Group I: Normal control group, fed with normal food pellet and 20% tween 20 solution orally once daily at 5 mL/kg for 7 weeksGroup II: Hyperlipidemic control group, fed with HFD and 20% tween 20 solution orally once daily at 5 mL/kg for 7 weeksGroup III: Atorvastatin group, fed with HFD and treated with atorvastatin orally once daily at 20 mg/kg for 7 weeksGroup IV-VI: 95EEGP- treated groups, fed with HFD and treated with various doses of 95EEGP orally once daily at 250, 500, 1000 mg/kg, respectively, for 7 weeks.

The test samples of 95EEGP and atorvastatin were prepared in 20% of tween 20 solution. The normal control and hyperlipidemic groups were orally dosed with the same vehicle. Blood samples (75 μL) were collected weekly for 7 weeks from the tail vein of each rat through capillary tubes and left at room temperature for coagulation. Serum samples were obtained by centrifugation at 3000 × g for 10 min and then stored at −20°C until further analysis. At the end of the experimental period of 7 weeks, following fasting for 12 h, the rats were anesthetized with sodium pentobarbitone (60 mg/kg). Terminal blood samples (≈5 mL) were collected by cardiac puncture and left at room temperature for coagulation. The serum samples were obtained by centrifugation at 6000 × g for 10 min and then the resulting serum samples were kept at-20°C before analysis. Levels of weekly TC and TG in serum were determined using commercial kits following the manufacturer's protocol. LDL-C and HDL-C in serum were determined at the end of the experimental period by enzymatic colorimetric method using Architect C4000 biochemistry analyzer.

Statistical analysis

The results were presented as the mean ± standard error of mean (SEM) of six animals. The statistical significance of difference was evaluated by the analysis of variance followed by Tukey post hoc test. P < 0.05 was considered to be statistically significant.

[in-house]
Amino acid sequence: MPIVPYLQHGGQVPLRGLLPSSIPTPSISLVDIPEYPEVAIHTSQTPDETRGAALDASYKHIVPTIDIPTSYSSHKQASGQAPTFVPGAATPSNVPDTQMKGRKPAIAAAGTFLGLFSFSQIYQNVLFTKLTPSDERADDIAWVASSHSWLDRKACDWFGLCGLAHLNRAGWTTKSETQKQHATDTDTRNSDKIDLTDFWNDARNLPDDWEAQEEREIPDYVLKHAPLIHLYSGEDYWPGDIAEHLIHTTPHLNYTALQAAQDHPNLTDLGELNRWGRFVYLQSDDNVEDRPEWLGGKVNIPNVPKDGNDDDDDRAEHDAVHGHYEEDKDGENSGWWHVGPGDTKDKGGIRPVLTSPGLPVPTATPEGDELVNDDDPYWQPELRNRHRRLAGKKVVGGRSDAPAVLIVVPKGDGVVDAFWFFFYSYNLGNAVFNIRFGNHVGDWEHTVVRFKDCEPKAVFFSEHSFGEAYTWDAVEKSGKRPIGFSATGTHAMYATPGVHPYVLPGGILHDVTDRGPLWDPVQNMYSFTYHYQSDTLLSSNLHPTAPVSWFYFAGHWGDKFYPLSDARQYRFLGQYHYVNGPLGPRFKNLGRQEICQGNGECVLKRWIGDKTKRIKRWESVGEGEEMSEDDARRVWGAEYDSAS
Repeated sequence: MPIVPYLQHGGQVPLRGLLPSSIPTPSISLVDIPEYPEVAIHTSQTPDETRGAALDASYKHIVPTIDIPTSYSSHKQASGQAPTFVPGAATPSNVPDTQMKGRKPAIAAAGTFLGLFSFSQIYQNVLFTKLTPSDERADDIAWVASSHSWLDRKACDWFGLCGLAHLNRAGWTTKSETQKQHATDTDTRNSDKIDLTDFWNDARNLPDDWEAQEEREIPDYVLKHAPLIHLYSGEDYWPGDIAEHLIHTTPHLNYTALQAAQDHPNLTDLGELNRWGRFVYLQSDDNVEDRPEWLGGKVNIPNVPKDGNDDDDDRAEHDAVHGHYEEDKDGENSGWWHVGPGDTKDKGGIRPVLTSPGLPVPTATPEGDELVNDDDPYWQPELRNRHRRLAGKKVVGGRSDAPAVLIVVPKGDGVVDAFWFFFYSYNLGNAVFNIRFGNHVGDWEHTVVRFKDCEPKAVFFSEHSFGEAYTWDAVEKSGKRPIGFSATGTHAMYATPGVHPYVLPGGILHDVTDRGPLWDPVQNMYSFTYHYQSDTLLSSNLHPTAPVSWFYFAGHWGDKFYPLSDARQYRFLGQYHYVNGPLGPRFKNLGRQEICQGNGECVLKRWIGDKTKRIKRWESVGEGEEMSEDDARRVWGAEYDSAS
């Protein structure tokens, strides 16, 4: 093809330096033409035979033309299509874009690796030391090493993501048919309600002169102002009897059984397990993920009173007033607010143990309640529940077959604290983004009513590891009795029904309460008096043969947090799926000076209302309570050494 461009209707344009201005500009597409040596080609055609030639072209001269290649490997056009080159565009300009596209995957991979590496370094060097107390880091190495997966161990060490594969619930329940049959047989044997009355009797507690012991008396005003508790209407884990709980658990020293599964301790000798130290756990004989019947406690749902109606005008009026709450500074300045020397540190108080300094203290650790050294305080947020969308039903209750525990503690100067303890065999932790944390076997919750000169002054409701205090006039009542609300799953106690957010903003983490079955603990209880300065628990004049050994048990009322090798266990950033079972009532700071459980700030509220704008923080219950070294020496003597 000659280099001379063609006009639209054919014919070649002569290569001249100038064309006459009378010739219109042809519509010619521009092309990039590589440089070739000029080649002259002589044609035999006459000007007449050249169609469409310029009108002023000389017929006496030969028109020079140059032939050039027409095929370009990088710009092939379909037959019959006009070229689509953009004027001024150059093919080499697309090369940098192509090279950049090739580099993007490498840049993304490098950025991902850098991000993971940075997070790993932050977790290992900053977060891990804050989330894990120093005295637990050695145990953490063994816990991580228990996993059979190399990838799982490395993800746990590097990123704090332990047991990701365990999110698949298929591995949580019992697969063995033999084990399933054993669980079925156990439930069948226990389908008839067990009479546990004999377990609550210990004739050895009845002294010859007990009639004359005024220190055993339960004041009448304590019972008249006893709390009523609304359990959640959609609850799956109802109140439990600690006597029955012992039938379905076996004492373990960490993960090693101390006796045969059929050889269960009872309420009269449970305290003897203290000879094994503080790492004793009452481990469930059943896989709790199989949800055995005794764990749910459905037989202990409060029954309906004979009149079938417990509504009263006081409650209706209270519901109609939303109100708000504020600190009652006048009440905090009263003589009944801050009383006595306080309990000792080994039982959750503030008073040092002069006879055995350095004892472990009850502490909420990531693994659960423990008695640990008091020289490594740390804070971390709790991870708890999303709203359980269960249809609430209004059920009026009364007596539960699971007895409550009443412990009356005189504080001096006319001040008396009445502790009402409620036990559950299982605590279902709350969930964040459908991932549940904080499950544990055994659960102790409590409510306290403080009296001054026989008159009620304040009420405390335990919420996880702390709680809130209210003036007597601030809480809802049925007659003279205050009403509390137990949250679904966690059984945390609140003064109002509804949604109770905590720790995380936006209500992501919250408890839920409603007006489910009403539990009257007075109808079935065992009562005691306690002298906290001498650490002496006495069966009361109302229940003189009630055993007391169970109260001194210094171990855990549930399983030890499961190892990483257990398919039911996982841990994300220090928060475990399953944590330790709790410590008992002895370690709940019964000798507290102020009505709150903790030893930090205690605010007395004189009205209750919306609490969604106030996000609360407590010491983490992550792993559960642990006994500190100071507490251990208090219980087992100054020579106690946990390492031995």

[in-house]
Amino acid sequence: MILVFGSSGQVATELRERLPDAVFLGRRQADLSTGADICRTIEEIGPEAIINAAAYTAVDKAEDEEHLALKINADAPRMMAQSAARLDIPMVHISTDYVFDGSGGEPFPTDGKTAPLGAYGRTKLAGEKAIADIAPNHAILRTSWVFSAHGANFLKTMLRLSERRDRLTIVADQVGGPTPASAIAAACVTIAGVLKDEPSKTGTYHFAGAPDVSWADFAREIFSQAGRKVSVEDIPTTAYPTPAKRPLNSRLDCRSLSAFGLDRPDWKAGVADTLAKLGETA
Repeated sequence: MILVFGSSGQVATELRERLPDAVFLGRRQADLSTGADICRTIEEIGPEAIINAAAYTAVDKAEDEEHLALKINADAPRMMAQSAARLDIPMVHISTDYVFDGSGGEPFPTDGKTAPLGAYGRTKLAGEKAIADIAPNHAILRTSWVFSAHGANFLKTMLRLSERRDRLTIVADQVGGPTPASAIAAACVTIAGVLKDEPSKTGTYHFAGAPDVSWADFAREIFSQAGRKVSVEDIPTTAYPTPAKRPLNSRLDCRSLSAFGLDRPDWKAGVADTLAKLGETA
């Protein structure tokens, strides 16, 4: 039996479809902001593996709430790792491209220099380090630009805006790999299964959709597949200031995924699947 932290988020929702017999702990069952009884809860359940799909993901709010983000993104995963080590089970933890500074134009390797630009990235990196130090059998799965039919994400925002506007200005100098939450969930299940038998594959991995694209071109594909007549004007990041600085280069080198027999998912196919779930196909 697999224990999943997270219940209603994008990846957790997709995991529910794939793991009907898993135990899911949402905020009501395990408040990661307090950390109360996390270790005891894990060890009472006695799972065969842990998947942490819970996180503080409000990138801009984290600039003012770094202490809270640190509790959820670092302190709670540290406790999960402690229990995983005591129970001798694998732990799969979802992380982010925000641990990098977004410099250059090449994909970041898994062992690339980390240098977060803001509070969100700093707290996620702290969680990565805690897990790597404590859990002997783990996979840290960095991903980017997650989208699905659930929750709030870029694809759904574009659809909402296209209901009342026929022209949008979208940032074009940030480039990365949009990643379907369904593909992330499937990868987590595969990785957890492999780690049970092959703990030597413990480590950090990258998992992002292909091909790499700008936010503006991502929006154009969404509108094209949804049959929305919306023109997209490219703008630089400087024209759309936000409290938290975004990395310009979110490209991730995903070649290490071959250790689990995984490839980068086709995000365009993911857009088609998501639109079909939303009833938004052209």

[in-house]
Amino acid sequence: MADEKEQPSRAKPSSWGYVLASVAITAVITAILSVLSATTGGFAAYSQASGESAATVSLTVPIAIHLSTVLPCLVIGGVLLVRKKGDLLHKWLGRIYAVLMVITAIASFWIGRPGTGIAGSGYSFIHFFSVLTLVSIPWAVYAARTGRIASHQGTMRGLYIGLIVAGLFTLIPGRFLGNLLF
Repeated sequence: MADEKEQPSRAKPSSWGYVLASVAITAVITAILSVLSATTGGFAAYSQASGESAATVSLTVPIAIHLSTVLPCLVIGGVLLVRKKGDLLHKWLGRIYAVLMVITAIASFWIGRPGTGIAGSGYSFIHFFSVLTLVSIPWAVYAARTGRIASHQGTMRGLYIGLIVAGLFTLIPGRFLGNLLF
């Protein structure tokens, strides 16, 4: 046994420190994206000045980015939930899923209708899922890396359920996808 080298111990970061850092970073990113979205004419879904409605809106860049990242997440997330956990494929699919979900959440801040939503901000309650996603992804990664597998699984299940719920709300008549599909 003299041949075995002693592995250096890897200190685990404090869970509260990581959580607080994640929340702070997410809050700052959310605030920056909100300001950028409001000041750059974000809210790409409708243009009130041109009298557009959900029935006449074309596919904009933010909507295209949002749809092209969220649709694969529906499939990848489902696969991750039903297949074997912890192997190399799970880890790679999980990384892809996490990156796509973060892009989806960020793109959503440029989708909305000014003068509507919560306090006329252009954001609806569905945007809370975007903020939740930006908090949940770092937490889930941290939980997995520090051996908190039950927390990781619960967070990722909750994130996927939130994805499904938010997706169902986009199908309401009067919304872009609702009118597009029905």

Phytochemical analysis of 95% ethanolic extract of Gynura procumbens

The 95EEGP was standardized by an HPLC-UV method using selected mono- and di-caffeoylquinic acids as marker compounds, namely, CA, 3,4DC, 3,5DC, and 4,5DC. The structures of these compounds are given in [Figure 1]. HPLC analysis was carried out using Agilent Technologies 1200 Infinity series liquid chromatography system (Agilent Technologies, USA) equipped with a quaternary solvent pump, a 1260 autosampler, a UV-Vis detector, and Agilent Chemstation data acquisition system. Chromatographic separations were performed on a ZORBAX Eclipse Plus Phenyl-Hexyl (250 mm × 4.6 mm, 5 μm particle size, Agilent Technologies, USA) column with the following analytical conditions: a mobile phase of acetonitrile-0.25% acetic acid aqueous solution (21.5:78.5 v/v) with a flow rate of 1.0 mL/min at room temperature and UV detector was operated at 340 nm. The injection volume was 10 μL and temperature of the column was maintained at 30°C. Freeze dried 95EEGP (2 mg) was accurately weighed and reconstituted in 2 mL HPLC-grade MeOH to give a stock solution of 1 mg/mL. This stock solution was then filtered through a 0.45 μm syringe filter and kept in −20°C before analysis. The peaks in the samples were identified by comparing with the retention times of standards. Calibration curves were generated for all four standards before analysis and quantification was done with respect to the calibration curve of the standards.{Figure 1}


Lipid-lowering effect of Gynura procumbens hydroalcoholic extracts in poloxamer 407-induced acute hyperlipidemic rat model

The potential lipid-lowering activity of the various hydroalcoholic extracts and lovastatin in P-407-induced hyperlipidemic rats is summarized in [Table 1]. The prestudy TC and TG levels between all the groups were within normal physiological range. Of all the extracts tested, only 95EEGP and lovastatin caused significant reductions of both serum TC (P< 0.05) and TG (P< 0.001) compared to the hyperlipidemic control rats. The 50EEGP also caused a significant reduction in serum TG of the hyperlipidemic animals (P< 0.001). Among all the extracts tested, 95EEGP showed the most potent effect in lowering serum TC, while 95EEGP and 50EEGP showed similar and potent TG-lowering activity. Based on these findings, 95EEGP was chosen for phytochemical analysis and dose-response evaluation.{Table 1}

Phytochemical analysis of 95% ethanolic extract of Gynura procumbens

95EEGP was analyzed using selected mono- and di-caffeoylquinic acids as the marker compounds. The chromatograms of the standards and the 95EEGP are shown in [Figure 2]. The contents of CA, 3,4DC, 3,5DC, and 4,5DC were 7.18, 3.20, 28.31, and 9.72 mg/g dried extract, respectively.{Figure 2}

Dose response study of 95% ethanolic extract of Gynura procumbens